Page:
Patient of the Month - Jasper
This sweet man is Jasper, a 10 year old cavoodle. Jasper was brought in to see Dr. Lauren on a weekend after his mum noticed some progressive changes. Over the course of a few days his mum had noticed that he was getting weaker, his bark was changing, and he was constantly salivating.
On presentation Jasper had no gag reflex and was struggling to hold himself up, let alone walk. These clinical signs are most commonly seen with snake bites and ticks, however the slow progression over days didn’t fit with snake envenomation and Jasper or his family hadn’t travelled – making a paralysis tick unlikely.
After a thorough tick search and some tests to rule out snakes and other causes of progressive paralysis a diagnosis of Polyradiculoneuritis was reached.
Polyradiculoneuritis or “Coonhound Paralysis” is an acute immune mediated inflammation of the movement and sensory nerves in the body that typically progresses to paralysis over the course of 5 days. Unfortunately, this is an “idiopathic” condition which means a specific cause has not been identified, however it has been linked to feeding raw chicken and the bacteria that is found on it. These bacteria would likely be harmless in most animals but occasionally will be linked with a patient like Jasper.
There is no specific treatment for Polyradiculoneuritis so supportive care and physiotherapy are provided to keep the patients healthy until the inflammation subsides.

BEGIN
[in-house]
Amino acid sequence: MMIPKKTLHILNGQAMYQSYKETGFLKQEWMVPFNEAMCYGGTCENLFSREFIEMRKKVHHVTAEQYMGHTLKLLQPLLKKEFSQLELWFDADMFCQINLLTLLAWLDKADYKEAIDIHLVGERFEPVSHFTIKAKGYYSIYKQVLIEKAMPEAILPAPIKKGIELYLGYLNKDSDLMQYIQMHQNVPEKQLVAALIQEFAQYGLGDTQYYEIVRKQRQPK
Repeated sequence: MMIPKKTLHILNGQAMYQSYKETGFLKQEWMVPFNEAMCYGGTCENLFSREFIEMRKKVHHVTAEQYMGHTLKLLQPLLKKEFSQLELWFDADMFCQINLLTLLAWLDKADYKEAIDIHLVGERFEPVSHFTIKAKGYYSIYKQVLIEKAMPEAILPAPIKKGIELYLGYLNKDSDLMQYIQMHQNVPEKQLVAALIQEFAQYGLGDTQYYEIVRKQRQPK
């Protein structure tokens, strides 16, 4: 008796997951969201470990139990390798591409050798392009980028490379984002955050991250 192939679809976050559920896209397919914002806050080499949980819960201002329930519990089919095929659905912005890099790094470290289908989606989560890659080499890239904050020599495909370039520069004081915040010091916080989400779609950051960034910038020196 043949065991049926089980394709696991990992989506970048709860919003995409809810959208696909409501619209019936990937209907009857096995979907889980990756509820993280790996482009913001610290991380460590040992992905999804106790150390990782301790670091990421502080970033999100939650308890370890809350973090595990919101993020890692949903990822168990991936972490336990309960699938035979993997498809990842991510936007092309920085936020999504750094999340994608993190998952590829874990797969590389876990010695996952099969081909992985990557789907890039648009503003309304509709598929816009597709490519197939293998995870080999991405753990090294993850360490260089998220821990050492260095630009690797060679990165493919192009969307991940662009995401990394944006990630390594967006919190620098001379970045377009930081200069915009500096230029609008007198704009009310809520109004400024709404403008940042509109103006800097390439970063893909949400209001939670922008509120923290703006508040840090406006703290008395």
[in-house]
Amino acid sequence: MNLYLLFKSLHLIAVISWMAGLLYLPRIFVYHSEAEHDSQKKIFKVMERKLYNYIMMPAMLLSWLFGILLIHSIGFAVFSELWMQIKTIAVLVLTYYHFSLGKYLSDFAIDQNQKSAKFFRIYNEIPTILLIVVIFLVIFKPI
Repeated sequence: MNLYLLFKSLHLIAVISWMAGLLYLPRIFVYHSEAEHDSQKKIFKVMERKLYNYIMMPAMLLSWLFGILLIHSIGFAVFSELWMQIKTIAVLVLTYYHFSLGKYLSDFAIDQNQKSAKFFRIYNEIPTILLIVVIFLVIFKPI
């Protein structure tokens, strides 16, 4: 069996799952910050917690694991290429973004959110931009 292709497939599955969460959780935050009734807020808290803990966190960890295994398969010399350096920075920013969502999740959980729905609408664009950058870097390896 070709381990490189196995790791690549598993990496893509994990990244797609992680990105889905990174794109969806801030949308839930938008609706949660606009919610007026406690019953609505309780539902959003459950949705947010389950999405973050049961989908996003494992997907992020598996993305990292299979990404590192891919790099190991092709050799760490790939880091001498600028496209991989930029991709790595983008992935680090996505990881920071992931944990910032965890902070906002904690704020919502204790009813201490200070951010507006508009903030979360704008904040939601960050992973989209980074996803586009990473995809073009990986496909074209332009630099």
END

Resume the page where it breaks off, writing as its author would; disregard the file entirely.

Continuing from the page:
As with most cases Jasper got worse before he got better. At the point his paralysis was most severe he was unable to blink, swallow or vocalise, he couldn’t move his legs, and he was unable to go to the toilet himself. His supportive care involved lubricating his eyes, clearing his mouth and throat of the saliva he couldn’t swallow, providing nutrients through an IV fluid line, bladder catheterisation, enemas, and physiotherapy to make sure his muscles didn’t waste.
As his mum wasn’t able to provide the level of care he needed at home, Jasper was in hospital for 3 weeks. During this time his nerves slowly came back to life – he was able to blink and talk to us again, wag his tail, eat small amounts of soft food and take a few steps. Once he was able to blink, stand, swallow and eat, and walk outside to toilet he was able to go home with a very happy and relieved mum. Jasper is still on the mend but is improving every day.